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Man Arrested for Tampering with Food at Two Sunnyvale Safeways

Investigators say the man accused of putting hydrogen peroxide on rotisserie chicken and bleach on eggs at two Sunnyvale Safeway stores has a history of food tampering. Santa Clara County Sheriff’s deputies arrested 48-year-old David Lohr at a VTA bus stop in Los Altos on Feb. 6.

Lohr was arrested after a VTA bus driver called the Sunnyvale Department of Public Safety (DPS) to report a man spreading a white powder (later determined to be salt) and hydrogen peroxide on the bus. The bus was immediately evacuated.

Lohr was not present when officers arrived on scene. Sunnyvale DPS Captain Jim Choi says the department’s hazmat team cleared the bus and ensured it was safe before it went back out on the road.


Santa Clara County Sheriff’s deputies found Lohr a little while later in Los Altos. After arresting Lohr, investigators retraced his steps and caught him on camera tampering with food at two Sunnyvale Safeway stores. Safeway store managers immediately responded.

“Food safety is of the utmost importance to us,” said Wendy Gutshall of Safeway. “When this came to our attention, we immediately removed any affected products at these stores. The health department inspected both locations and reported no areas of concern.”

The FBI says Lohr is also accused of food tampering in multiple cities in Southern California as well as Arizona. He was reportedly caught on tape taking bleach off a supermarket shelf and pouring it into freezers that contained packaged food, including ice and frozen seafood.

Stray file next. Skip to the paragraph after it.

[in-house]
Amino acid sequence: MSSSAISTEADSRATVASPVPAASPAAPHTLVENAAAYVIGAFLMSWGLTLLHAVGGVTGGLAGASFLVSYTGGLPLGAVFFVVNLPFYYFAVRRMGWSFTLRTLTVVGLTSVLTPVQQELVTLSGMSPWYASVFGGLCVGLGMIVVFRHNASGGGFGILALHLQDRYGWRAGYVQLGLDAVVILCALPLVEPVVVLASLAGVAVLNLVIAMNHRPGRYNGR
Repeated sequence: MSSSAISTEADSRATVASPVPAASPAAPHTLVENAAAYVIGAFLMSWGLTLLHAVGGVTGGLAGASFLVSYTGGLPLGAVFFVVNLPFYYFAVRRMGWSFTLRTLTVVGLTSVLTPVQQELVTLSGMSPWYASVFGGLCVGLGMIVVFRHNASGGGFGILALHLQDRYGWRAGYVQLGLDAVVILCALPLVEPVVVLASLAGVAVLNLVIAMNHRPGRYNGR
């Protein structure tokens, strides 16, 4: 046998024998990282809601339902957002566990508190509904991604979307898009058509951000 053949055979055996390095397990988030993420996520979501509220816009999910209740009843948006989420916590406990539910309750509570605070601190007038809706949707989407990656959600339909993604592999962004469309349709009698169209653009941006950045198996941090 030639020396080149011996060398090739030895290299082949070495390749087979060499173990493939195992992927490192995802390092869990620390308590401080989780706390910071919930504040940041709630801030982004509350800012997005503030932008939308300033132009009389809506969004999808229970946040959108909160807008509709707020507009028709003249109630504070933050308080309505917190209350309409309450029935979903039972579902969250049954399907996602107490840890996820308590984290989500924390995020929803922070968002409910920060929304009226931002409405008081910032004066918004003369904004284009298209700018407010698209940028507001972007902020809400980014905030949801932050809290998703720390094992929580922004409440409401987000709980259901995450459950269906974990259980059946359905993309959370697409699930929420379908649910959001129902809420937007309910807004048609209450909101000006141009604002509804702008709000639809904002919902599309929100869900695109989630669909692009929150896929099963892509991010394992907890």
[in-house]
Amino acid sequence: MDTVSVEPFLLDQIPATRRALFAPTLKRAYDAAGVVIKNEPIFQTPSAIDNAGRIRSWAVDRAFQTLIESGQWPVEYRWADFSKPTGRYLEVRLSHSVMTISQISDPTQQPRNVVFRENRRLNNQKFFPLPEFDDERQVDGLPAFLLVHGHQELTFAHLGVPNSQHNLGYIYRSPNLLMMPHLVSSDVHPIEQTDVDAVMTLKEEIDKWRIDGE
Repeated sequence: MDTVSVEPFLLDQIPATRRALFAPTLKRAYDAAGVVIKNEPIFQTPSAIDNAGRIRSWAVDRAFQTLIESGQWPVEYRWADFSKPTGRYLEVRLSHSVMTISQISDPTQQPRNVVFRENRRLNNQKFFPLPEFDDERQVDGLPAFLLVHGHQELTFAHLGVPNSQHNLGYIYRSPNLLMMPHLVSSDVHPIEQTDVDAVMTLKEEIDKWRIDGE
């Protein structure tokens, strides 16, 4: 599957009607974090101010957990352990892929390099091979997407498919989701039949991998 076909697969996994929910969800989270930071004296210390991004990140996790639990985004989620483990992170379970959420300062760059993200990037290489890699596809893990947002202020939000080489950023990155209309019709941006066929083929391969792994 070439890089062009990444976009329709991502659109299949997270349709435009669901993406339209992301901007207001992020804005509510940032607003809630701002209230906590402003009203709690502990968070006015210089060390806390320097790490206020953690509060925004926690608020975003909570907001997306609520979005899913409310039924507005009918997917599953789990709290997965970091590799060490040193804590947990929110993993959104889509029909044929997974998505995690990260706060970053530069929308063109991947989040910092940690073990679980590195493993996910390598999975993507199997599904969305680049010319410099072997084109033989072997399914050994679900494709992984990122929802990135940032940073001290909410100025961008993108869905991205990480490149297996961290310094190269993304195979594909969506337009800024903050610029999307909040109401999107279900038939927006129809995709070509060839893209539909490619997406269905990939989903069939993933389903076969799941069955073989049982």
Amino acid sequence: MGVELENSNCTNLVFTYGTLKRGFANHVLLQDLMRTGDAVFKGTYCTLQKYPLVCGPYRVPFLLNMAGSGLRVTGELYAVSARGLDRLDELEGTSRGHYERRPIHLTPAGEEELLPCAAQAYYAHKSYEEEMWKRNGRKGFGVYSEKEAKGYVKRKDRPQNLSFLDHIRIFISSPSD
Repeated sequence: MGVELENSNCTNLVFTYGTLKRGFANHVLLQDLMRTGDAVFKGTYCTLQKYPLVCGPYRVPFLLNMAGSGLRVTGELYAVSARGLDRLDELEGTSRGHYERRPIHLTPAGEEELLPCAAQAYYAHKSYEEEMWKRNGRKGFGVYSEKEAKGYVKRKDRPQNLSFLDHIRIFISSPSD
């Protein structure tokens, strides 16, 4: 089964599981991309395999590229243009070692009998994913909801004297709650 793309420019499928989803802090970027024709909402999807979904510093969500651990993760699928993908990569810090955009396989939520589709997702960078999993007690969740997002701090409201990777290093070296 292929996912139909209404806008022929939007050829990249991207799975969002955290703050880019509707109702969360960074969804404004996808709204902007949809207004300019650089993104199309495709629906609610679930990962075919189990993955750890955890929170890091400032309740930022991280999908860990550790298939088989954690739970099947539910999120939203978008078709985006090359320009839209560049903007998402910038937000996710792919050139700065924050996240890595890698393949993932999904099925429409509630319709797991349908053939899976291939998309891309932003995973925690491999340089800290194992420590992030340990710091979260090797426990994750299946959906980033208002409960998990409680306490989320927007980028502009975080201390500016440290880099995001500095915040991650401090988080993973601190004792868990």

The Food and Drug Administration (FDA) says you should always examine your food before you buy it. If you think the item has been tampered with, compare it to other containers on the shelf to see if there are any differences.

Check anti-tampering devices, such as plastic seals or the safety button on a lid. Never buy a product that is open, torn or damaged, such as cans that are leaking or bulge at the ends. Also avoid products that look unusual. Always check the sell by date before you buy.

At home, the FDA says do not use products that are “discolored, moldy, have an odor, or that spurt liquid or foam when the container is opened.”

If you do run across any of these issues, take it back to the store where you bought it and inform management.

Lohr was a transient most recently living in Santa Clara County. He faces charges in Santa Clara, Orange, and Los Angeles counties as well as the state of Arizona. There is no word yet on where he will be tried first.

The FBI is looking for any more potential victims connected to Lohr. If you have any information, you are asked to contact your local FBI field office.


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